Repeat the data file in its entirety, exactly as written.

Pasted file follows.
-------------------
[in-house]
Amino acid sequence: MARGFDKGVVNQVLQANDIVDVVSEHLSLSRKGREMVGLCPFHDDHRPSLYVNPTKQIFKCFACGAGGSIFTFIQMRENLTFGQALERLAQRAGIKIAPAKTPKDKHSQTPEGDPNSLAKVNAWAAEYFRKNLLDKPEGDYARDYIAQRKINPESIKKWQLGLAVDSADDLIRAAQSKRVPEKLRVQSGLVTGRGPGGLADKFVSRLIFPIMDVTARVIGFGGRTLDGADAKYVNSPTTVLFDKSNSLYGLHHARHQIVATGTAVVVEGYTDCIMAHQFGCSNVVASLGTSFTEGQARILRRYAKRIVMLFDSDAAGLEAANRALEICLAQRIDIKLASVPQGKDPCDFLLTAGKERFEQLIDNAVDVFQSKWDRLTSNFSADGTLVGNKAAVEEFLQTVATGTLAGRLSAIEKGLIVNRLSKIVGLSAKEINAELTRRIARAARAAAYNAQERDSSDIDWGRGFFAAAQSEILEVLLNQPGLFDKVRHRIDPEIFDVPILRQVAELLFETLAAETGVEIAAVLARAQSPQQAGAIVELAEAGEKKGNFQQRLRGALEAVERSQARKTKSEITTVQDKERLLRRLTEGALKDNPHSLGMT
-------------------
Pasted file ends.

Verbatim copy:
[in-house]
Amino acid sequence: MARGFDKGVVNQVLQANDIVDVVSEHLSLSRKGREMVGLCPFHDDHRPSLYVNPTKQIFKCFACGAGGSIFTFIQMRENLTFGQALERLAQRAGIKIAPAKTPKDKHSQTPEGDPNSLAKVNAWAAEYFRKNLLDKPEGDYARDYIAQRKINPESIKKWQLGLAVDSADDLIRAAQSKRVPEKLRVQSGLVTGRGPGGLADKFVSRLIFPIMDVTARVIGFGGRTLDGADAKYVNSPTTVLFDKSNSLYGLHHARHQIVATGTAVVVEGYTDCIMAHQFGCSNVVASLGTSFTEGQARILRRYAKRIVMLFDSDAAGLEAANRALEICLAQRIDIKLASVPQGKDPCDFLLTAGKERFEQLIDNAVDVFQSKWDRLTSNFSADGTLVGNKAAVEEFLQTVATGTLAGRLSAIEKGLIVNRLSKIVGLSAKEINAELTRRIARAARAAAYNAQERDSSDIDWGRGFFAAAQSEILEVLLNQPGLFDKVRHRIDPEIFDVPILRQVAELLFETLAAETGVEIAAVLARAQSPQQAGAIVELAEAGEKKGNFQQRLRGALEAVERSQARKTKSEITTVQDKERLLRRLTEGALKDNPHSLGMT